Monticello, NY--The final leg of the North American Amateur Drivers Association's fourth trotting series of the season went to post at Monticello Raceway on Thursday (Nov. 15) and to the pleasant surprise of those who purchased win tickets on Tough Get Going were rewarded when Joe Faraldo sent the veteran trotter to the lead when the wings of the mobile gate folded and then made every pole a winning one en route to a 2:01.1 victory. And each lucky ticket holder received $47.00 for each two-dollar wager. "The crowd didn't have much faith in my horse's ability in here today but I felt fairly confident that he had good chance to win if things broke our way in the race," Faraldo said as he handed the reins to the caretaker upon returning to the paddock. Tough Get Going has had some trouble behind the starting gate on occasions but today wasn't one of those days. When the starter said "go" Faraldo sent his trotter to the lead and was challenged on the outside by Makin Trouble K and driver Joe Lee, Faraldo played hardball and wanted the front-end so he opened up a hole behind him and Lee took back and found room along the pylons as they passed the first stanza in a soft :29.2. With the field lined-up behind Tough Get Going the venerable trotter led them by the halfway point in 1:01.2 where Jennifer Lappe decided to move the 2 to 5 betting favorite, Winning Princess, out to challenge and they ranged up alongside the leader. "When we passed the half my horse was strong and I felt pretty confident that we had a good chance to win it,"Faraldo related. "And when Jennifer couldn't clear I felt even better." Although Tough Get Going and Winning Princess raced side-by-side as they passed the three quarters in 1:31:1 the former got first call. On the final turn Faraldo's charge had opened a length lead and despite a strong drive by Lappe her trotter hung and Tough Get Going emerged a one-length winner in a 2:01.1 clocking. Four lengths in the rears, in third place went to Makin Trouble K. Tough Get Going is owned by Joe Faraldo and Richie Banca and trained by Banca. The 5-yr-old altered son of Kadabra won for the fourth time this year and raised his seasonal bankroll to nearly $39,000. For Faraldo, a former Amateur Driver of the Year(2000), it was his 145th career win in the USA. by John Manzi, for NAADA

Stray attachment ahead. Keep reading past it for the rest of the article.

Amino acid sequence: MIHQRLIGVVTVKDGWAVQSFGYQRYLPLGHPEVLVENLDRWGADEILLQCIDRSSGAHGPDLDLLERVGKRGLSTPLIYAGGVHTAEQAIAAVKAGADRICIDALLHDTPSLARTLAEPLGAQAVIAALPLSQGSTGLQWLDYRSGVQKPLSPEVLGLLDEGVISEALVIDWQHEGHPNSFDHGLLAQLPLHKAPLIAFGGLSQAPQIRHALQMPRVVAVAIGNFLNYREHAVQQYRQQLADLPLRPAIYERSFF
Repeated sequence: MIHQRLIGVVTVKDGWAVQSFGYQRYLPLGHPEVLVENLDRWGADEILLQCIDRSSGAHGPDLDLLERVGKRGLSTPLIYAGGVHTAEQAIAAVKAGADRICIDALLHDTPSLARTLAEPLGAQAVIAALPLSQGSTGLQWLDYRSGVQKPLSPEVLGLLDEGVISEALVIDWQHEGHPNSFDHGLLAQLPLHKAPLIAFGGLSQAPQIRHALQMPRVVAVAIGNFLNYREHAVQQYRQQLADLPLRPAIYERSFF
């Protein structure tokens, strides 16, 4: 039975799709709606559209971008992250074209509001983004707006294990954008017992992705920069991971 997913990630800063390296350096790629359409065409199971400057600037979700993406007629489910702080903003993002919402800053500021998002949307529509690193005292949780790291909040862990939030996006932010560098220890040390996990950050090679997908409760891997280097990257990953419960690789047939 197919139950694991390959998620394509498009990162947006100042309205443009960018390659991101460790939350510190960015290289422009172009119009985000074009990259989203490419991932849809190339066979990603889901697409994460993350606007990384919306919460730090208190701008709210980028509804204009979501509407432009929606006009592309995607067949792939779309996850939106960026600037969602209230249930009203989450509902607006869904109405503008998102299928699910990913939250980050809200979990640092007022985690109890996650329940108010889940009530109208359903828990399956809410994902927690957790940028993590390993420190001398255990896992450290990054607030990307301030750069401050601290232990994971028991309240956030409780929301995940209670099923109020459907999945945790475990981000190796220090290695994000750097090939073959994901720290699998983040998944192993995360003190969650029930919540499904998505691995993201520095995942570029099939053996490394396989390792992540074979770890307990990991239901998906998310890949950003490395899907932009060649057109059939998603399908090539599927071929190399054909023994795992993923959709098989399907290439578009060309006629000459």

Monticello, NY--To say that the North American Amateur Drivers Association (NAADA) is having a busy year would be a gross understatement. Besides three local 10-race series--the third underway now- the members have hosted three European organizations; one from Spain, another from Hungary and a third from Italy; and now beginning October 8 and continuing thru October 14 they will host their counterparts from France. And just a month ago NAADA members traveled to Palma de Mallorca to compete against the Spainards on their home turf. According to NAADA president Joe Faraldo, one of two Americans who has won a race in France, his members will have to be at the top of their game when the French come to town. "We raced against them here four years ago and we came out on the short end. They're confident in their driving ability and they drive like professionals so we can probably expect another beating." There will be a Competition at Yonkers Raceway on Tuesday, October 9 followed by one at Monticello Raceway on Wednesday, Oct. 10. On Friday, Oct 12th there will be a race--maybe two--at the Meadowlands Drivers for the French team include Jerome Maillard, Ms Sandrine Oyer, Sebastien Campain and Jean Marc Freyssenge. NAADA will field different members at all three venues. "We may win or we may lose but the results are not that important. The camaraderie shared is what is," Faraldo added. "However, either way, everyone will enjoy good food, good wine and a good time." The following is the tentative itinerary: USA/FRANCE Friendship Competition October 8th - October 14th Monday - October 8th 2018... Pick up at JFK airport. Transport to The Bentley Hotel 500 E 62nd St, New York, NY 10065 Dinner at Sel et Poivre 853 Lexington Ave 10065 Tuesday - October 9th. Free in the Morning. Pick up at 2:30 PM to get licensed Race at Yonkers Raceway. Dinner in Little Italy of the Bronx Ristorante Zero Otto Nove . Transport back to hotel. Wednesday - October 10th - Pick up at 10:30 AM.. Drive to Monticello Raceway Race at Monticello. Visit Hall of Fame in Goshen, NY en route to Dinner at the River Palm Steakhouse , Mahwah NJ. Transport to Hotel. Thursday - October 11th Pick up at 10 AM.. Professional New York City tour. Tour guide will drop off at Pepolinos about 6:30 PM for dinner 281 W Broadway, New York City Friday - October 12th Morning free. Pick up at 2:00 PM. Drive to Meadowlands for a race or two. Dinner at Il Villagio Saturday--October 13th International Trot and dinner at Yonkers Raceway Sunday - October 14th Don Peppes for dinner then drive to the airport by John Manzi, for NAADA